Government Shutdown Shutters the FEC

Deemed non-essential, 335 of the Federal Elections Committee’s 339 employees are out of work until the federal government shutdown ends. Only the four commissioners are allowed to work, leaving the FEC’s work essentially suspended. According to the FEC website, “the FEC will be unable to provide any services during the government shutdown.” With a quarterly filing deadline and a monthly filing deadline looming in the next few weeks, a continued shutdown will prevent the FEC from enforcing its deadlines—or even guaranteeing that the electronic filing system remains running.   Meanwhile, the public will have to wait for access to the campaign income and expenditure disclosures that the law requires.  The upcoming deadlines affect all committees that file quarterly, such as the 2014 candidates’ campaign committees, and all monthly filers, including a number of PACs.  According to FEC Chairman Ellen Weintraub, the shutdown has already infringed on the public’s right to information about the election.

Government Shutdown Doesn’t Stop Lobbying, Fundraising

Meanwhile, the government shutdown has in no way shut down business for lobbyists or the campaign fundraising efforts of members of Congress.   Lobbyists report being as busy as ever during the shutdown; with schedules full of meetings with clients and on the Hill, their biggest problem is getting into congressional offices through the long lines caused by the shutdown’s security staffing cuts.   While many lawmakers have canceled fundraising events this week, others remain committed to passing the hat for donations, no matter their surroundings.   Both Republican and Democratic candidates are using references to Sen. Ted Cruz’s (R-Tex.)  21-hour speech and the shutdown itself—albeit framed with different battle cries — to galvanize their supporters to contribute. For those potential  contributors for whom words are not enough, a few more creative fundraising events were slated for this week to encourage them to dig deep into their pockets, like Arkansas Senator John Boozman’s ARK PAC Second Annual Trout Fishing Weekend beginning this Friday.

The NRA Money behind Senate Opposition to the U.N. Arms Trade Treaty

Approved overwhelmingly by the United Nations General Assembly this past April, the U.N. Arms Trade Treaty (ATT) aims to reduce the global trade in conventional weapons, keeping weapons out of the hands of those who will use them to break humanitarian law, commit genocide, aid terrorism, or kill women and children.  The ATT will require sellers to consider how purchasers will use the weapons and make that information public, although enforcement measures have not been determined.  As the treaty’s preamble clearly states, the treaty would only affect gun exports, not domestic gun policies.  Despite this, John Kerry’s signing of the treaty last week sparked strong criticism from some senators, who argue it would violate the Second Amendment—even as they rake in contributions from the NRA.  Senator James Inhofe (R-OK), who wrote Kerry that the treaty was “dead in the water” in the Senate, counts the NRA as one of his consistent top donors, having received a total of $53,500 for his campaigns. Sen. Jerry Moran (R-KS), who called the ATT a threat to American gun owners, also received money from the NRA for his last campaign, as did  Senator Bob Corker (R-TN), who sent a letter to Obama warning against implementing the treaty.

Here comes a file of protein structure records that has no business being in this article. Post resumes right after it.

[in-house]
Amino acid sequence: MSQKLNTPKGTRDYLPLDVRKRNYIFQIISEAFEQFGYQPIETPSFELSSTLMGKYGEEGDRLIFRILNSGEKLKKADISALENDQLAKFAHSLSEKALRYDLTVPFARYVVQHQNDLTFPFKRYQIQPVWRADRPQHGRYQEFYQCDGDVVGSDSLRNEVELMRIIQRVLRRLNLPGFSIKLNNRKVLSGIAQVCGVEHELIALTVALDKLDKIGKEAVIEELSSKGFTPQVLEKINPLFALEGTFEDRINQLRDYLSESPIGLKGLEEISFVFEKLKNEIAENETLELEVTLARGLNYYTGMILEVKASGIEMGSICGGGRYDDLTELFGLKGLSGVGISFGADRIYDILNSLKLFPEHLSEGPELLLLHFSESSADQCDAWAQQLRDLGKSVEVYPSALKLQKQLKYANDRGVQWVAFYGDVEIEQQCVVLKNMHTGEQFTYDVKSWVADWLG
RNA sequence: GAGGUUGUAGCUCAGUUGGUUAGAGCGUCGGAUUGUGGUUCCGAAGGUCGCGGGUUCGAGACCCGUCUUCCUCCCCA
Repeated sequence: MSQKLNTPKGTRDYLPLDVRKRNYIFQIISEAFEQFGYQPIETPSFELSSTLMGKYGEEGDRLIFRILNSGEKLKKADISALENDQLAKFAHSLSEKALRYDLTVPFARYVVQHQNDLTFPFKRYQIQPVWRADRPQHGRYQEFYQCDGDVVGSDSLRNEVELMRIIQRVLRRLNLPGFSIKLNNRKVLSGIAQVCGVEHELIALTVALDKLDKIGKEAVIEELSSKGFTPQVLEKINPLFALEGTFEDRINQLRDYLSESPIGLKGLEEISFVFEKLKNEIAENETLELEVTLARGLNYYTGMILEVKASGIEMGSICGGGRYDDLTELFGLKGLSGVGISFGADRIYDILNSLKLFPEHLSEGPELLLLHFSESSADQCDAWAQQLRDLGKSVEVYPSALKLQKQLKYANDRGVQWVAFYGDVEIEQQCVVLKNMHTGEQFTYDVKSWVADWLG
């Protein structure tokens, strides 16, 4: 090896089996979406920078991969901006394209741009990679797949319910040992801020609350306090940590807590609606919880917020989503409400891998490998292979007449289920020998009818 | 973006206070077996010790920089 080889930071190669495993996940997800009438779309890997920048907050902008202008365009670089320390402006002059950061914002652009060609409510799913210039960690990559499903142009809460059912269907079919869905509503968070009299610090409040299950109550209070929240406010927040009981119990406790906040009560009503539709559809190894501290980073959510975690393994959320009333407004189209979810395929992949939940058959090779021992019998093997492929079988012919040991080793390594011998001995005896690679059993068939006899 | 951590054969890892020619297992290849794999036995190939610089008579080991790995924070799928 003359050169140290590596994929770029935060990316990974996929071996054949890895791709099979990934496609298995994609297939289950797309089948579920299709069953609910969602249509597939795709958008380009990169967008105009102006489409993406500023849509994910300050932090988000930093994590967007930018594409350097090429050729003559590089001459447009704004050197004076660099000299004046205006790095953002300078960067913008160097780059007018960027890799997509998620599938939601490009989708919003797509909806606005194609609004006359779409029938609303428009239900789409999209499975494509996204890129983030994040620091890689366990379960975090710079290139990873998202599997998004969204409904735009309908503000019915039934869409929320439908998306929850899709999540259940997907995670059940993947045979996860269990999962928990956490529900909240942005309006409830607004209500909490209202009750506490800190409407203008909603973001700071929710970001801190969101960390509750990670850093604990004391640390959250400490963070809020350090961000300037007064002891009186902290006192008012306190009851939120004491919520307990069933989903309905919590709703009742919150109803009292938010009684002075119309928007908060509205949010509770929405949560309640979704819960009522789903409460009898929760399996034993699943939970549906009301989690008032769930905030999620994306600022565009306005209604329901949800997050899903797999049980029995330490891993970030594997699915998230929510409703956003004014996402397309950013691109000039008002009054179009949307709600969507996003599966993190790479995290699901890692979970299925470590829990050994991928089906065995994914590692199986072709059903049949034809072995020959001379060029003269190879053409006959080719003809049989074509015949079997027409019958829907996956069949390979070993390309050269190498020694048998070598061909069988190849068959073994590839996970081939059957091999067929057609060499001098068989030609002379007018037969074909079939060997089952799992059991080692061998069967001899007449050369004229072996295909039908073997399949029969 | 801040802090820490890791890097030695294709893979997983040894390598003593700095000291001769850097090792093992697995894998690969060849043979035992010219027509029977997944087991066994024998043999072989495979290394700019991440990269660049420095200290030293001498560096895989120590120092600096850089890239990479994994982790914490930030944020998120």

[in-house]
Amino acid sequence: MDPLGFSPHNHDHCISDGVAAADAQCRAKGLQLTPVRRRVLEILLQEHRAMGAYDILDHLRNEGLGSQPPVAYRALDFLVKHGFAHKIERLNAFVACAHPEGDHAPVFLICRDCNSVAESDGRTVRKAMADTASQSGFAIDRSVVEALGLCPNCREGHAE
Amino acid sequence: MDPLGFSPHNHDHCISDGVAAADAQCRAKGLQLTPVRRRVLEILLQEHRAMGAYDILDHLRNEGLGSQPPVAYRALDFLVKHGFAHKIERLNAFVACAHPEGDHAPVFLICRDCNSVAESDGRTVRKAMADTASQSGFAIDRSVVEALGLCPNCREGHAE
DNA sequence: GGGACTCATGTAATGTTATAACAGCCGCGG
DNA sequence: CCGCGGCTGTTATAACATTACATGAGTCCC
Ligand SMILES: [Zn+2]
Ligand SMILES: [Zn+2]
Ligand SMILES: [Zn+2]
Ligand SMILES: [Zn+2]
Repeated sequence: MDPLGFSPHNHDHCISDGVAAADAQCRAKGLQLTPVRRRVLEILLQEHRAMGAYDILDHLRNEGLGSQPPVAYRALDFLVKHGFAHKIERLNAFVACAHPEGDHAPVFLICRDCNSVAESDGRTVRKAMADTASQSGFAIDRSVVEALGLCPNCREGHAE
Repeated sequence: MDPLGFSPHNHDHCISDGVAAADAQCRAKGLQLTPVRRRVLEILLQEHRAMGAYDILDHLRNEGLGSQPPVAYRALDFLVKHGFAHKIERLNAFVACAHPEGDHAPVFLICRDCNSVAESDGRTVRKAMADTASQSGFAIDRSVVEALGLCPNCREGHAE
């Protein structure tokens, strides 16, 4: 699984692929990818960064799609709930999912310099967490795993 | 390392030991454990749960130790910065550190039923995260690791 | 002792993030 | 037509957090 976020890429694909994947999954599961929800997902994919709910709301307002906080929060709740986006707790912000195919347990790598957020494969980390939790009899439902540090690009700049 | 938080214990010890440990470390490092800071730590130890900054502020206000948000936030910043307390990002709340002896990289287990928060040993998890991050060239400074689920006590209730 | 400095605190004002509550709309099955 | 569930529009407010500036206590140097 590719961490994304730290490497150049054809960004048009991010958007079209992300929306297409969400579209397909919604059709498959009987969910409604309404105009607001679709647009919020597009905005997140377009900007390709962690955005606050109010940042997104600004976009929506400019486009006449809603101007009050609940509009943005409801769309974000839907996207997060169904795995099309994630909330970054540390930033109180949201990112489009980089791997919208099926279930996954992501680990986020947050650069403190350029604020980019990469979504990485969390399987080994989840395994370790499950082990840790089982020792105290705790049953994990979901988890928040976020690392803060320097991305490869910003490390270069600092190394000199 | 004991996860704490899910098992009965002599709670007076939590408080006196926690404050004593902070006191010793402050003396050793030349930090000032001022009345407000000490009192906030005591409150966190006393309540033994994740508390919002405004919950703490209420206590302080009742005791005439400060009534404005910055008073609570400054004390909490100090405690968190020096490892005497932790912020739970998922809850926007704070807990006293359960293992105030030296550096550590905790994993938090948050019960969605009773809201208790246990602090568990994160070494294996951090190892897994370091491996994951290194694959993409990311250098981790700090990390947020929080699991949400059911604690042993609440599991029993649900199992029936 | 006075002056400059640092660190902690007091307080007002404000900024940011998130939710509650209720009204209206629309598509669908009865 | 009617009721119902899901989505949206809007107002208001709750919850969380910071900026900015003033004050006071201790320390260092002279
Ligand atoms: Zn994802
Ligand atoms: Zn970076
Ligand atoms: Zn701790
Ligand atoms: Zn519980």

Former Nevada Lobbyist Sentenced to Two Years in Prison

On Monday, a federal judge sentenced former Nevada power broker Harvey Whittemore to two years in prison and a fine of $100,000 for making illegal campaign contributions.  A former multimillionaire, Harvey Whittemore was a lobbyist for alcohol, tobacco, and gambling interests and decades-old friend of Senate Majority leader Harry Reid.  This past May, a jury found Whittemore guilty of two counts of making illegal campaign contributions to Reid in 2007 and one count of causing the Reid campaign to make a false filing with the FEC.  Trying to get around federal limits on individual campaign contributions, Whittemore used family members and employees as “straw donors” to funnel money to the Reid campaign by providing them money that they in turn used to write checks to the 2007 Reid re-election campaign. The checks totaled over $130,000—and were all submitted to the Reid campaign on the same day.  In sentencing, Judge Larry Hicks described the fraud as “an incredibly criminal, intentional act” that “goes to the very heart of the electoral process.”